Sumit Singhal loves modern architecture. He comes from a family of builders who have built more than 20 projects in the last ten years near Delhi in India. He has recently started writing about the architectural projects that catch his imagination.
Nam June Paik Museum in Yongin City, South Korea by Hackenbroich Architekten
May 12th, 2012 by Sumit Singhal
Article source: Hackenbroich Architekten
Nam June Paik and his interest for nature and technology inspired us to bring nature and technology into a reciprocal presupposition, where one topic influences the other and vice versa. The building is transformed, generated and dissolved by nature and technology. Instead of defining an opposition between these two issues the project is about the discovery of their interaction.
Situated in the cultural park of Sanggal, the museum is part of a cultural landscape of various institutions, added to the International Centre of Culture and Art in the Province of Kyonggi. Out of the special demands of the museum, the content and the context, we proposed a museum that fluctuates between building, topography and interface.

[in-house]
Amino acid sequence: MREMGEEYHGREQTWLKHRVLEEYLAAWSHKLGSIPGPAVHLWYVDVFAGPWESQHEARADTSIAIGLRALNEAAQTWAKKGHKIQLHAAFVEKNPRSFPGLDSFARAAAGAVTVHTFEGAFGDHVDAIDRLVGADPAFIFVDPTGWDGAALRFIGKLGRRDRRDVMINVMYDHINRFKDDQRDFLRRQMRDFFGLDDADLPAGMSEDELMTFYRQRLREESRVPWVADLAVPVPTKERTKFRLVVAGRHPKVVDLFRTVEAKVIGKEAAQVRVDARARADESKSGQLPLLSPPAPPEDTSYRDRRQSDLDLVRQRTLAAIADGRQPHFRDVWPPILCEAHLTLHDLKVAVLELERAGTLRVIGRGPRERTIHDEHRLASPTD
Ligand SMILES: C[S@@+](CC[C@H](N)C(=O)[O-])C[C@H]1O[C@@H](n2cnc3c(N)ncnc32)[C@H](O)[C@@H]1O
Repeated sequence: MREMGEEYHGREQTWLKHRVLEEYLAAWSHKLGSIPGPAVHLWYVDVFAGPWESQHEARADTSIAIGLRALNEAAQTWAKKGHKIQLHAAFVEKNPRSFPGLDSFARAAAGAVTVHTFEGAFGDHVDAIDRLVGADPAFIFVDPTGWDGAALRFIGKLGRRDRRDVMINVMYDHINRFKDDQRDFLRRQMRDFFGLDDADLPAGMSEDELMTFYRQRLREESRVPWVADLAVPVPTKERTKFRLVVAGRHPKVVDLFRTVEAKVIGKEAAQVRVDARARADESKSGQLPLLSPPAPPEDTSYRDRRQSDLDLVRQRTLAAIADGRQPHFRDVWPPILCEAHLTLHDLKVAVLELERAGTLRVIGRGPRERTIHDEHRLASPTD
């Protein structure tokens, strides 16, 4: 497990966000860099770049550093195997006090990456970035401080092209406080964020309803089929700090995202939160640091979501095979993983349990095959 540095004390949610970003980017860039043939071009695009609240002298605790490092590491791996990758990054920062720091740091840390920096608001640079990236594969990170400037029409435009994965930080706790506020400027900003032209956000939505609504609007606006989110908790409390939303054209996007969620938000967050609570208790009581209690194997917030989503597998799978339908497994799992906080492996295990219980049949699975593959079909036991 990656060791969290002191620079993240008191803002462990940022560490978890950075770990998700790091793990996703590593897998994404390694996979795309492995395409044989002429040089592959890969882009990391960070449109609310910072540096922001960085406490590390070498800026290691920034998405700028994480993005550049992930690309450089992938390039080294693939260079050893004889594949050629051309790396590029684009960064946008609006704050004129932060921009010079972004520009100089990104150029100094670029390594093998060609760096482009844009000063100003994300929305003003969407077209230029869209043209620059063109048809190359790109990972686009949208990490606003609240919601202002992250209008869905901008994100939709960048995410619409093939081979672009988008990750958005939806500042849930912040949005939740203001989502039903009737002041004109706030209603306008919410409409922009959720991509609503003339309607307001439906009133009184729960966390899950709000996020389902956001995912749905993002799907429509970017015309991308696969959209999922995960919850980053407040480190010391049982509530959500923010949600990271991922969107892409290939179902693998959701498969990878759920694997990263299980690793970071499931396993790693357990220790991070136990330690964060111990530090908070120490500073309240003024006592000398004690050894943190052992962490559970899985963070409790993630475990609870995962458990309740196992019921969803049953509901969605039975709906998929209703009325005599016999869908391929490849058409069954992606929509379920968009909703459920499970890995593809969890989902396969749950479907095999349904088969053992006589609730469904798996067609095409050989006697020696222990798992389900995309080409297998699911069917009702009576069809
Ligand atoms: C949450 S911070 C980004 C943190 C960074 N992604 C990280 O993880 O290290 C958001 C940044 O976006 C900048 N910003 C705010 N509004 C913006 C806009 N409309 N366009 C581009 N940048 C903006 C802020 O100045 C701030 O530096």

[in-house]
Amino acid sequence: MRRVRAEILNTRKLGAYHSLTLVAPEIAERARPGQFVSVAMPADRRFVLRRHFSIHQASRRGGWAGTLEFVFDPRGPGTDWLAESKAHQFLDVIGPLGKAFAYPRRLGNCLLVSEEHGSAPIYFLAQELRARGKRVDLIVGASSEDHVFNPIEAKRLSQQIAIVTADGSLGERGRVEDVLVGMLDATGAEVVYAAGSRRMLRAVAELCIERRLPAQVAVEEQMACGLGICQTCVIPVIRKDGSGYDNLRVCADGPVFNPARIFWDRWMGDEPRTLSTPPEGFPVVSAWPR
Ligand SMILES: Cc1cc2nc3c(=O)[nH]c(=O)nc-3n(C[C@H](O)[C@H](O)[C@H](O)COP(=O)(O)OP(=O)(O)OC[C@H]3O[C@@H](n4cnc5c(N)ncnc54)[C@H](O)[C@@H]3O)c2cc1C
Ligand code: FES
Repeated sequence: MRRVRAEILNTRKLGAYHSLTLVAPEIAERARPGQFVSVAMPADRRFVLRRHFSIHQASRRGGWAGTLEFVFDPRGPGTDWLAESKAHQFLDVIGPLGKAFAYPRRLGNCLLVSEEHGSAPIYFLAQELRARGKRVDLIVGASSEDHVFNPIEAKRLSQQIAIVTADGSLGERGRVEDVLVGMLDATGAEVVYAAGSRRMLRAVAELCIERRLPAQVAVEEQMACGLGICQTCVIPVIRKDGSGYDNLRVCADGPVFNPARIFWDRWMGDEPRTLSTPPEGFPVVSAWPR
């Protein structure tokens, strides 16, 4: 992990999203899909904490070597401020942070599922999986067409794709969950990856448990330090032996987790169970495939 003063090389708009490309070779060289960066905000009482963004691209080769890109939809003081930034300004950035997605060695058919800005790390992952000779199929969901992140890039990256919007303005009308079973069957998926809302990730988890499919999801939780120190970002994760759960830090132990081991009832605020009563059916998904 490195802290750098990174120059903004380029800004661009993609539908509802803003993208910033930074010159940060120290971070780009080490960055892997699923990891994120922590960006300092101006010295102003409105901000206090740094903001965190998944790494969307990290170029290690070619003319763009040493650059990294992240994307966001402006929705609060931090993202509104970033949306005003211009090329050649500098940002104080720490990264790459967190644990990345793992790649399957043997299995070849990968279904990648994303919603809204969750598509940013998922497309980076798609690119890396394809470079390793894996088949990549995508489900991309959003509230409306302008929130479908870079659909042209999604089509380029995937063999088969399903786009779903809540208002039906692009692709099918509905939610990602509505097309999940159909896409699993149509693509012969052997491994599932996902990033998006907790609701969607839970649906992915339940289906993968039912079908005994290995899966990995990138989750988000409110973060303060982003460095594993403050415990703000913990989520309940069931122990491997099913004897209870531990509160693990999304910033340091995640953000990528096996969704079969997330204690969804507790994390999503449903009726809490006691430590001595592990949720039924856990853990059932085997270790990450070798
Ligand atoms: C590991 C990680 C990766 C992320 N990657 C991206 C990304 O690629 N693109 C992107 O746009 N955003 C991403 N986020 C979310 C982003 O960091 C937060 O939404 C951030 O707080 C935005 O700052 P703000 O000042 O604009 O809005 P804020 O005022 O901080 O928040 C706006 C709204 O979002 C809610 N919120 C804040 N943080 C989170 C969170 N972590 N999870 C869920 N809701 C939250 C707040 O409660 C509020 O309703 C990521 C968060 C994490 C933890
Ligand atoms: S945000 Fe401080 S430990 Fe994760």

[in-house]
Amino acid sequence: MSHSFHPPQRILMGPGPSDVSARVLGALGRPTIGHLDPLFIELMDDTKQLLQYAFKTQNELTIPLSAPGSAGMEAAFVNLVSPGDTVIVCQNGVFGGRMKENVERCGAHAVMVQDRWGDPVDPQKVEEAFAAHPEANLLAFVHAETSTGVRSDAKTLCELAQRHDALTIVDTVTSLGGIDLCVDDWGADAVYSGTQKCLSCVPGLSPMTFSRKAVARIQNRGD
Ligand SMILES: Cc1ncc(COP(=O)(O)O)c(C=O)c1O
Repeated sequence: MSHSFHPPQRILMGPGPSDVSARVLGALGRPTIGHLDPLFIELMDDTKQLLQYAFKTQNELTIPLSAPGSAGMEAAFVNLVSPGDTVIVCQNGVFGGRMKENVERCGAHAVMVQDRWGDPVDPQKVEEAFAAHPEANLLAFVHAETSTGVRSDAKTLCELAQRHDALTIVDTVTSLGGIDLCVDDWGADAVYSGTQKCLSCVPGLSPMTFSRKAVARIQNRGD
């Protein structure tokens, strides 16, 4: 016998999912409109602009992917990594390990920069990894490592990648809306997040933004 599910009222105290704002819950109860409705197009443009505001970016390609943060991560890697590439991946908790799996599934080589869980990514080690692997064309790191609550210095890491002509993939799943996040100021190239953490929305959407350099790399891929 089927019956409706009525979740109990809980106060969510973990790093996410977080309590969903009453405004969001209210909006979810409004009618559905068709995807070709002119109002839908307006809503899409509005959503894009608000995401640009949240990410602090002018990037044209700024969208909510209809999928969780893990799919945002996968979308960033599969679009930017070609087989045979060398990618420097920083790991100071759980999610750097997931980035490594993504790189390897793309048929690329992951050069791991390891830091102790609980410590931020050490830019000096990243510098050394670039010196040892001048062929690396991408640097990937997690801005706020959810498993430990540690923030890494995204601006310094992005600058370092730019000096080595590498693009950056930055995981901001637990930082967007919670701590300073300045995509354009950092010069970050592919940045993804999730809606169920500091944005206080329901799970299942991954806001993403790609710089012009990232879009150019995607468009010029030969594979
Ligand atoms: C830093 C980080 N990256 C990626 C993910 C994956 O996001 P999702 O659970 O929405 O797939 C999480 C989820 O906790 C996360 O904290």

The building consists of a single volume that is transformed by the topography, the program and a media surface. This single volume is integrated into and shaped by the landscape; it is only partially revealed to the outside. The volume provides a new landscape and adopts the qualities and conditions of the existing landscape. To accommodate the program, the volume is shaped, distorted and manipulated,
it extrudes out of the landscape and leaves openings where the landscape enters the volume. Inside the single volume we established a network of functions with the most important programs as nodes. These nodes are located in the public part of the museum and will be embraced by a service zone at the perimeter of the volume. The basic idea for the structure of the single volume is a slightly distorted threedimensional steel-frame-grid. Straight beams with individually shaped connection points form the distorted 2.5-metre-grid of the volume. A secondary sub-grid creates the skin with 60 cm thickness accommodating the steel structure, air condition, sprinkler ducts and the electrical system. Therefore the skin works as the single volume adapting to the local demands.
A continuous field of monitors is seamlessly inserted in the surface of the existing nature and the artificial landscape. This media surface transforms the landscape into a spatial interface, creating an interspace as an entrée to the Nam June Paik Museum.
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